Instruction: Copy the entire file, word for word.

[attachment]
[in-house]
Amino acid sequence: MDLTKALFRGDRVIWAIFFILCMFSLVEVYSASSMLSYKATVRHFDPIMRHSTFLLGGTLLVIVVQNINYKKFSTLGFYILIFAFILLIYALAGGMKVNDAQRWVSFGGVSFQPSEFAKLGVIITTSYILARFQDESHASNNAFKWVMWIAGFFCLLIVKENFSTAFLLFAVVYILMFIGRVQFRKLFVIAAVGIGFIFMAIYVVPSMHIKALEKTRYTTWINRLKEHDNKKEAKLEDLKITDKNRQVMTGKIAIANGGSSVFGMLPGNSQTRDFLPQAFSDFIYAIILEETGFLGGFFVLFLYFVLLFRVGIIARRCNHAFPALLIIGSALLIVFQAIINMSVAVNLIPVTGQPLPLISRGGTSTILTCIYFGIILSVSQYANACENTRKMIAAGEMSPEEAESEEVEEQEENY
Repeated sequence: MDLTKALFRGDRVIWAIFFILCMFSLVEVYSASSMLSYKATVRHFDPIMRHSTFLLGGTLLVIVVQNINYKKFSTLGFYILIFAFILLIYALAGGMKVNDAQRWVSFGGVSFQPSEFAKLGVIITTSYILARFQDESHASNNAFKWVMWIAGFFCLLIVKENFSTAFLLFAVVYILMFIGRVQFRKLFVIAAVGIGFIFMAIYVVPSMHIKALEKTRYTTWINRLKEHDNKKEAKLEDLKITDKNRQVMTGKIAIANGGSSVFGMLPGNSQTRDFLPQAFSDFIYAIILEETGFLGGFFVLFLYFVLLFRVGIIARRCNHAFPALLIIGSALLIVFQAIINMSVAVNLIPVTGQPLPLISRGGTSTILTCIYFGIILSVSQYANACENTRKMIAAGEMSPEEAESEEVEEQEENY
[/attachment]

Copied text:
[in-house]
Amino acid sequence: MDLTKALFRGDRVIWAIFFILCMFSLVEVYSASSMLSYKATVRHFDPIMRHSTFLLGGTLLVIVVQNINYKKFSTLGFYILIFAFILLIYALAGGMKVNDAQRWVSFGGVSFQPSEFAKLGVIITTSYILARFQDESHASNNAFKWVMWIAGFFCLLIVKENFSTAFLLFAVVYILMFIGRVQFRKLFVIAAVGIGFIFMAIYVVPSMHIKALEKTRYTTWINRLKEHDNKKEAKLEDLKITDKNRQVMTGKIAIANGGSSVFGMLPGNSQTRDFLPQAFSDFIYAIILEETGFLGGFFVLFLYFVLLFRVGIIARRCNHAFPALLIIGSALLIVFQAIINMSVAVNLIPVTGQPLPLISRGGTSTILTCIYFGIILSVSQYANACENTRKMIAAGEMSPEEAESEEVEEQEENY
Repeated sequence: MDLTKALFRGDRVIWAIFFILCMFSLVEVYSASSMLSYKATVRHFDPIMRHSTFLLGGTLLVIVVQNINYKKFSTLGFYILIFAFILLIYALAGGMKVNDAQRWVSFGGVSFQPSEFAKLGVIITTSYILARFQDESHASNNAFKWVMWIAGFFCLLIVKENFSTAFLLFAVVYILMFIGRVQFRKLFVIAAVGIGFIFMAIYVVPSMHIKALEKTRYTTWINRLKEHDNKKEAKLEDLKITDKNRQVMTGKIAIANGGSSVFGMLPGNSQTRDFLPQAFSDFIYAIILEETGFLGGFFVLFLYFVLLFRVGIIARRCNHAFPALLIIGSALLIVFQAIINMSVAVNLIPVTGQPLPLISRGGTSTILTCIYFGIILSVSQYANACENTRKMIAAGEMSPEEAESEEVEEQEENY